Here are three things that spring to mind: overused technical gimmicks, feeble writing, and subversive attacks on our Christian faith. These irritations were well represented in movie fare this past year.
First, there was the never-ending use of the herky-jerky, hand-held camera in film after film, including the apocalyptic I Am Legend. I admit this is a personal annoyance, as it doesn’t seem to bother others, but this style of photography has crept out of the action adventure and forced its way into every other genre, much like MTV-styled video editing did a decade back. In this film the use of the hand-held camera defeated the intended mood. When a camera is inert, the audience is unaware of its presence, but when it bobs and weaves and stumbles along as it chases the protagonist, the camera takes on a life of its own. Suddenly you are aware of its presence and the realization that someone has to be holding it. Since the lead actor is supposed to be alone through much of the film, this reminder of another’s presence destroys the illusion. This cinematic process has become a filmmaking fad. Sadly, like rap music and Paris Hilton, I think the handheld camera is with us until the real apocalypse.
Then there was the obtuseness of I Know Who Killed Me. Just before entering a substance abuse sanctuary, Lindsay Lohan played a teen abducted and tortured by a sadistic serial killer. Here’s an example of the film’s absurdity: after being chased through a dark house (nobody ever turns on the lights in these movies), Ms. Lohan manages to hack off her attacker’s hand. But a couple of scenes later, our young heroine is seen bound tightly to a chair. Somehow, the villain has gotten the upper hand (sorry, I couldn’t resist). I was thinking as I watched Lindsay struggle with sailor knots, “How did the nutcase tie her up? He’s got one hand.”
More doltishness – writer/directors Cathy Konrad and James Mangold go to great lengths in 3:10 To Yuma to point out that their protagonist has a wooden leg. He stumps around like Matt Dillon’s buddy Chester – until the final chase scene. Suddenly, he’s racing down alleyways and over rooftops with the agility of an Olympiad. I suspect the actor must have brought this up: “How can I be running without the limp?” I’m assuming the director’s answer was, “Just run.”
And then there was 30 Days of Night. Its story concerned a vampire sect feasting on the residents of a small Alaskan community. It’s spooky and action-filled, but it’s also gruesome and dreary. Oh, yeah, and dumb. For example, all the townees go to one house to hide, yet, somehow the blood-suckers can’t track them. Why? It’s Alaska in the dead of winter, with lots of snow, and lots of footprints in the snow. Helen Keller could have found these people.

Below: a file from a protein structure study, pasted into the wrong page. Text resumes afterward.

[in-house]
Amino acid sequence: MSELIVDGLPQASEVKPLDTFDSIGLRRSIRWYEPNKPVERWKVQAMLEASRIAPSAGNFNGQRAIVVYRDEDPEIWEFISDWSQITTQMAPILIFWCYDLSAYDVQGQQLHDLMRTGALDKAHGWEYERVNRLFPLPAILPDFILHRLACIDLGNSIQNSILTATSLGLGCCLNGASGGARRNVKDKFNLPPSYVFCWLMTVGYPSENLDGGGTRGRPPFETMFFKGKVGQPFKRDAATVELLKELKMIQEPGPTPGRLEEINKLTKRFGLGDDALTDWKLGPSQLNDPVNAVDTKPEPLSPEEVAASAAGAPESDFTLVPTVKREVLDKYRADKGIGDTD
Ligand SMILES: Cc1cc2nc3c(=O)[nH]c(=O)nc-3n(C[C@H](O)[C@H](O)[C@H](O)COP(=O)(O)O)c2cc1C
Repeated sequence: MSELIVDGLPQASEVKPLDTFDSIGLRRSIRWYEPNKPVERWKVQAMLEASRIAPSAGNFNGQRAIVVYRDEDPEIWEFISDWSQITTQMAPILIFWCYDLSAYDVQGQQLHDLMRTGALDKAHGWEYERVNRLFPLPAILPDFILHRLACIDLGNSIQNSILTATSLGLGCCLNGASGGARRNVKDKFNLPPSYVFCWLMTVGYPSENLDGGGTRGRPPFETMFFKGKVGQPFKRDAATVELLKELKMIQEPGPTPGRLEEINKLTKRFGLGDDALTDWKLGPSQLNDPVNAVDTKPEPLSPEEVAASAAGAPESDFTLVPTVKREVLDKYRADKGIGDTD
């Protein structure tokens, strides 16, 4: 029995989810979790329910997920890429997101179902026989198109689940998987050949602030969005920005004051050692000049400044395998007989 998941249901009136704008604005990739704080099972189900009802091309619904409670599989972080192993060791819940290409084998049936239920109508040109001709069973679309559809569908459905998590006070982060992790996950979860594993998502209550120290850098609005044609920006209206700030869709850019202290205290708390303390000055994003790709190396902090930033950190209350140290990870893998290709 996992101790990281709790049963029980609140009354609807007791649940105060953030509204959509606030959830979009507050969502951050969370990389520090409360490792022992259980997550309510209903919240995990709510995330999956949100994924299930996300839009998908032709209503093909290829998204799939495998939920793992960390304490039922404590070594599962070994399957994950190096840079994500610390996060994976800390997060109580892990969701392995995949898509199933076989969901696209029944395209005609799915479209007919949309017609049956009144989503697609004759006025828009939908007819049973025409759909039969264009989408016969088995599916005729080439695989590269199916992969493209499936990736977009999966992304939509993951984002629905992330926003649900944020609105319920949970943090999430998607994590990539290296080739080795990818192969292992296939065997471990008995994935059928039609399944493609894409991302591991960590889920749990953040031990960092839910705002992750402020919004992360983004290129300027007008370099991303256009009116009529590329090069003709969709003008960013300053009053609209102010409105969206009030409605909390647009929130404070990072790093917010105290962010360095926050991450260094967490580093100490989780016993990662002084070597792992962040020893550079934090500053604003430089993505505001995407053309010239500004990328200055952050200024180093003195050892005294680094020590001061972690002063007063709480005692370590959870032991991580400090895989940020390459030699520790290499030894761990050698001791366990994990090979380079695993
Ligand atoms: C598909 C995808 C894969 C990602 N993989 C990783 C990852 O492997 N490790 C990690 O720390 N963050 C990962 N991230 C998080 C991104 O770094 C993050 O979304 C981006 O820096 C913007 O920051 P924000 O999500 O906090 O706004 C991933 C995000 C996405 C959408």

Simple rewrites could have eliminated those absurdities, but there’s a more serious ailment penetrating the movies. Bigotry toward the Christian faith is on the rise in Hollywoodland. This subversive guerrilla warfare is not just aimed at the foibles of the faithful, but reflects a determined offensive against the Creator Himself. The following film should give you an idea of what Hollywood, in general, thinks of our religion.
The Mist was an unsettling experience for me as I felt a palpable rage from audience members toward the religious zealot in this tale of human-eating aliens overtaking a quaint hamlet. Author Stephen King created a mean-spirited Bible-thumper who distorts Old and New Testaments and manages to ignore Christ’s command to love one another. She is completely unfeeling and determined to divide the group rather than draw them together. And when she meets her doom, well, I haven’t heard such an audience approval since the demise of Darth Vader.
Viewing Marcia Gay Harding play this petty-spirited prophetess, I kept wondering why she chose the role. Was she unaware that the misrepresentation of a true follower of Christ might insult Christians? Did she wonder if this misrepresentation of God’s nature might be considered blasphemous to the Creator? Exactly what was she thinking?
Fortunately, Hollywood doesn’t reflect the entire national consciousness concerning God’s existence. Perhaps the financially disappointing The Golden Compass signals a disdain for all the anti-God agenda. Indeed, none of the films containing anti-Christian themes were financial blockbusters.
Perhaps studio heads should keep this in mind; take out the religious contempt and your films will make more money. As for nonsensical plotlines and dialogue found in too many movies, perhaps the writer’s strike will end that. Perhaps writers will get paid more and therefore feel an obligation to use wit and logic in future projects. Perhaps.